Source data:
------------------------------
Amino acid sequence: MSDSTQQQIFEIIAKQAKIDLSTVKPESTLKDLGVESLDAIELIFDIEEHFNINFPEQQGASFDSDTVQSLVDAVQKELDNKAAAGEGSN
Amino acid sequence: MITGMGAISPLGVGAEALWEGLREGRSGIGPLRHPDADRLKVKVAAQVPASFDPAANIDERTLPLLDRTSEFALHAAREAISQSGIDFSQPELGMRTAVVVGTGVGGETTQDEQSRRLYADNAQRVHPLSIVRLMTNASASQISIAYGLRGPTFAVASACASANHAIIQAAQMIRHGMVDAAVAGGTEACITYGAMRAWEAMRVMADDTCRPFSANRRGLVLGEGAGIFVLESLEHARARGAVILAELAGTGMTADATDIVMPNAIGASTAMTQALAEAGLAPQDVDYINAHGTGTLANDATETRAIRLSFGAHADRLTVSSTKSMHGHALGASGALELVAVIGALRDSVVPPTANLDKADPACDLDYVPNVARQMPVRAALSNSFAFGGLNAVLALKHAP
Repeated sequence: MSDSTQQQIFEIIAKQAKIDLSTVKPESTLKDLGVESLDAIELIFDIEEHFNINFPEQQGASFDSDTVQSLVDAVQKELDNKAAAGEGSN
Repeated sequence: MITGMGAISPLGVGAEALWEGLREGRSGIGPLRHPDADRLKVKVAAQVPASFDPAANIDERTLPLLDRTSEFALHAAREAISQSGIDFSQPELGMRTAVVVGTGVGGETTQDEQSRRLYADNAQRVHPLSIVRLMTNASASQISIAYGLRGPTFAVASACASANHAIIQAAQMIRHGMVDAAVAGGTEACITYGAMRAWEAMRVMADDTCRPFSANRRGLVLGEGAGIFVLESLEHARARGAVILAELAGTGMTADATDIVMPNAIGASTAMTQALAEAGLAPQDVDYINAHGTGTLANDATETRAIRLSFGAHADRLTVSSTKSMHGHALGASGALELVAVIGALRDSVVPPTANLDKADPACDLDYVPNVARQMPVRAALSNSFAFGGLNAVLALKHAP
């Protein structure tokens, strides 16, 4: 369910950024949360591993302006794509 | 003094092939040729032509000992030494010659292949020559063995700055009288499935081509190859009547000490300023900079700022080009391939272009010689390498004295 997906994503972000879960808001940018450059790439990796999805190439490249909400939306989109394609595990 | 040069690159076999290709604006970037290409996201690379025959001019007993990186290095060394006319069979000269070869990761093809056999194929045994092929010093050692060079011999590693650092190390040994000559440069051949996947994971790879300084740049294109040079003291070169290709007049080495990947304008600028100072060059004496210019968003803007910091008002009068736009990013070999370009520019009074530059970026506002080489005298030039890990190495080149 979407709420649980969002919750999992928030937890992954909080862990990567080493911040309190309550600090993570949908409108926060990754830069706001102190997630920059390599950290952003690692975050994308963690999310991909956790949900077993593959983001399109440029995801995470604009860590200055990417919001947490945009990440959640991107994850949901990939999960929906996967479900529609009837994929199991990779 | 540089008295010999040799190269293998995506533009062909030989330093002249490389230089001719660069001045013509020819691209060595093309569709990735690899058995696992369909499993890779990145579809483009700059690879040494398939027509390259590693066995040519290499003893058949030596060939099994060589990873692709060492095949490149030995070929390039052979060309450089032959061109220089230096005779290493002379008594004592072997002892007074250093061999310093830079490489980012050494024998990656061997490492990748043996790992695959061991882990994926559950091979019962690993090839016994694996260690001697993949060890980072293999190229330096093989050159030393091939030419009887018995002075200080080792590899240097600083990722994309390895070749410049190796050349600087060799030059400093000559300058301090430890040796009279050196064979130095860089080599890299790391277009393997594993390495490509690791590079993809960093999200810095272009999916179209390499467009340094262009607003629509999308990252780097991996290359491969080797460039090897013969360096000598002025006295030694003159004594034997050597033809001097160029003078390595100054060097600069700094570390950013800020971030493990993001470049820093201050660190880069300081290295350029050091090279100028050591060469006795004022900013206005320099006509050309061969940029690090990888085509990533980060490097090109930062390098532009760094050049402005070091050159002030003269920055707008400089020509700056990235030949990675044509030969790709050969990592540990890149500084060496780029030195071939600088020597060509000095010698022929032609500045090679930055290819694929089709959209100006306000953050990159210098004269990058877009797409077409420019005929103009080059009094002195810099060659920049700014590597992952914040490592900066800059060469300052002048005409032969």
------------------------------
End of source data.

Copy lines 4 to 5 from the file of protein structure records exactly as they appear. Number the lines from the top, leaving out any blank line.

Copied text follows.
Repeated sequence: MITGMGAISPLGVGAEALWEGLREGRSGIGPLRHPDADRLKVKVAAQVPASFDPAANIDERTLPLLDRTSEFALHAAREAISQSGIDFSQPELGMRTAVVVGTGVGGETTQDEQSRRLYADNAQRVHPLSIVRLMTNASASQISIAYGLRGPTFAVASACASANHAIIQAAQMIRHGMVDAAVAGGTEACITYGAMRAWEAMRVMADDTCRPFSANRRGLVLGEGAGIFVLESLEHARARGAVILAELAGTGMTADATDIVMPNAIGASTAMTQALAEAGLAPQDVDYINAHGTGTLANDATETRAIRLSFGAHADRLTVSSTKSMHGHALGASGALELVAVIGALRDSVVPPTANLDKADPACDLDYVPNVARQMPVRAALSNSFAFGGLNAVLALKHAP
């Protein structure tokens, strides 16, 4: 369910950024949360591993302006794509 | 003094092939040729032509000992030494010659292949020559063995700055009288499935081509190859009547000490300023900079700022080009391939272009010689390498004295 997906994503972000879960808001940018450059790439990796999805190439490249909400939306989109394609595990 | 040069690159076999290709604006970037290409996201690379025959001019007993990186290095060394006319069979000269070869990761093809056999194929045994092929010093050692060079011999590693650092190390040994000559440069051949996947994971790879300084740049294109040079003291070169290709007049080495990947304008600028100072060059004496210019968003803007910091008002009068736009990013070999370009520019009074530059970026506002080489005298030039890990190495080149 979407709420649980969002919750999992928030937890992954909080862990990567080493911040309190309550600090993570949908409108926060990754830069706001102190997630920059390599950290952003690692975050994308963690999310991909956790949900077993593959983001399109440029995801995470604009860590200055990417919001947490945009990440959640991107994850949901990939999960929906996967479900529609009837994929199991990779 | 540089008295010999040799190269293998995506533009062909030989330093002249490389230089001719660069001045013509020819691209060595093309569709990735690899058995696992369909499993890779990145579809483009700059690879040494398939027509390259590693066995040519290499003893058949030596060939099994060589990873692709060492095949490149030995070929390039052979060309450089032959061109220089230096005779290493002379008594004592072997002892007074250093061999310093830079490489980012050494024998990656061997490492990748043996790992695959061991882990994926559950091979019962690993090839016994694996260690001697993949060890980072293999190229330096093989050159030393091939030419009887018995002075200080080792590899240097600083990722994309390895070749410049190796050349600087060799030059400093000559300058301090430890040796009279050196064979130095860089080599890299790391277009393997594993390495490509690791590079993809960093999200810095272009999916179209390499467009340094262009607003629509999308990252780097991996290359491969080797460039090897013969360096000598002025006295030694003159004594034997050597033809001097160029003078390595100054060097600069700094570390950013800020971030493990993001470049820093201050660190880069300081290295350029050091090279100028050591060469006795004022900013206005320099006509050309061969940029690090990888085509990533980060490097090109930062390098532009760094050049402005070091050159002030003269920055707008400089020509700056990235030949990675044509030969790709050969990592540990890149500084060496780029030195071939600088020597060509000095010698022929032609500045090679930055290819694929089709959209100006306000953050990159210098004269990058877009797409077409420019005929103009080059009094002195810099060659920049700014590597992952914040490592900066800059060469300052002048005409032969």